One of Scott Walker’s primary arguments in the recall battle against Dem opponent Tom Barrett is that as Mayor of Milwaukee, Barrett presided over job losses there that prove he would drag down the economy of the whole state of Wisconsin. He and his national Republican allies have amplified this attack line in ads, and will continue to do so.

But it turns out that back in 2011, when Milwaukee was adding jobs along with the rest of the state, the Walker adminstration took credit for it and chalked it up to his gubernatorial leadership.

Walker is currently up on the air with a spot that shows footage of newscasts proclaming Milwaukee’s economy in dire straights — and blaming it on tax hikes. “Tom Barrett has failed in Milwaukee for eight years,” the ad says. “Don’t let him take Wisconsin backwards.” A recent ad from the Republican Governors Association made a similar point.

But in the first half of 2011, just after Walker took office, Milwaukee was adding jobs, along with the rest of the state — and the Walker administration rushed to take full credit for it.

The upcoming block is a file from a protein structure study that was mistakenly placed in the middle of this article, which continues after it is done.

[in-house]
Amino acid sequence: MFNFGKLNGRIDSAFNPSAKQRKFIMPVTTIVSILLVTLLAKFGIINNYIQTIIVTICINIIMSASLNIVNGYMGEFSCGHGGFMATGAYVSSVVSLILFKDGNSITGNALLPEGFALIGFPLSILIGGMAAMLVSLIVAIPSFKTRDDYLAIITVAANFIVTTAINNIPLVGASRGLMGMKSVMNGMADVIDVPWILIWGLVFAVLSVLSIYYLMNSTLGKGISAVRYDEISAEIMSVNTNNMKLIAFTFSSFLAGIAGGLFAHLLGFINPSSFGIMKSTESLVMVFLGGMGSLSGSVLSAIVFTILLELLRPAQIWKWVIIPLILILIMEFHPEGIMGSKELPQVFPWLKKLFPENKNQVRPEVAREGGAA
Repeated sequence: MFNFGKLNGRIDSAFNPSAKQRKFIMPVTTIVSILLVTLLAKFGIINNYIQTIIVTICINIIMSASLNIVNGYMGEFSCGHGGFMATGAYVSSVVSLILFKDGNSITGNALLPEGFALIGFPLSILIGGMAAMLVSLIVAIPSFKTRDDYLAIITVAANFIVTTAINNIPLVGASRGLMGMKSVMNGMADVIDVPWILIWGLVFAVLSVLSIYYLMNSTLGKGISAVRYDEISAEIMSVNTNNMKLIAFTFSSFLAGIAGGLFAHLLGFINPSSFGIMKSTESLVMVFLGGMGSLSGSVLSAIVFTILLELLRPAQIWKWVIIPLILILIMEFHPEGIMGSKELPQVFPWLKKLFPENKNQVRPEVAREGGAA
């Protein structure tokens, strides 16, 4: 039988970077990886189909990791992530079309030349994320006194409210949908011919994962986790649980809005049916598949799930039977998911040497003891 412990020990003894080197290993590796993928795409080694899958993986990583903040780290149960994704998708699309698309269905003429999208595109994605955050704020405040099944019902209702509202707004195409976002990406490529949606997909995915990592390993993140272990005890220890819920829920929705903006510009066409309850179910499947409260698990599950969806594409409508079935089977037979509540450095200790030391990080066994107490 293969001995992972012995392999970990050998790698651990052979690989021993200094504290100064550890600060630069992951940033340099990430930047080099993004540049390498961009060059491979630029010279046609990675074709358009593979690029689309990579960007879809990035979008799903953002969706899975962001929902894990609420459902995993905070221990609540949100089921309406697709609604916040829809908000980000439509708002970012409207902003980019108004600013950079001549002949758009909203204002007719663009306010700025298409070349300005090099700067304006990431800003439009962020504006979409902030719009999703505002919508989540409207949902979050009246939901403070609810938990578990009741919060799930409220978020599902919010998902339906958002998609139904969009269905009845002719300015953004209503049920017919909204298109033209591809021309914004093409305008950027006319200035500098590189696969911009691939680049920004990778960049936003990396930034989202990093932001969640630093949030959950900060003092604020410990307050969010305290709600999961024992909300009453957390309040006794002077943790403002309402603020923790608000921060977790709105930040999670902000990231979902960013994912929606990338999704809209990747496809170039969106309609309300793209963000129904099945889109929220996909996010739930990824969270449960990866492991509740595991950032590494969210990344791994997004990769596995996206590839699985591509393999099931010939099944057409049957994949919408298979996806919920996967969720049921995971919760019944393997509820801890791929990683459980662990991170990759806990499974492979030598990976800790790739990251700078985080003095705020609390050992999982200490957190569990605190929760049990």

“With four straight months of job growth in 2011, metro Milwaukee is reaping the economic benefits of Governor Walker’s successful efforts to improve Wisconsin’s business climate, and make job creation a top priority,” blared a Walker administration press release in May of 2011.

In other words, when Milwaukee was adding jobs early in Walker’s term, his policies deserved all the credit. When it began to lose jobs, it was the fault only of his opponent’s policies — even though the rest of the state lost jobs, too.

This goes to the core of what this recall fight will be all about. Though Wisconsin’s unemployment rate is at its lowest in four years, Wisconsin has had the worst job growth in the country, at a time when the rest of the country is recovering. Since Walker argued that his controversial policies were necessary to jump-start job growth, his recall election will be largely all about the economy, and Wisconsin’s lag behind the rest of the country. Polls show it’s a top issue for Wisconsin voters.

So one of Walker’s main pushbacks will be to argue that his opponent’s policies — and Milwaukee’s role in dragging down the rest of the state — are what’s really to blame. Dems and labor will counter that Walker was all too happy to take all the credit when Milwaukee was doing well, before his controversial reforms were even law.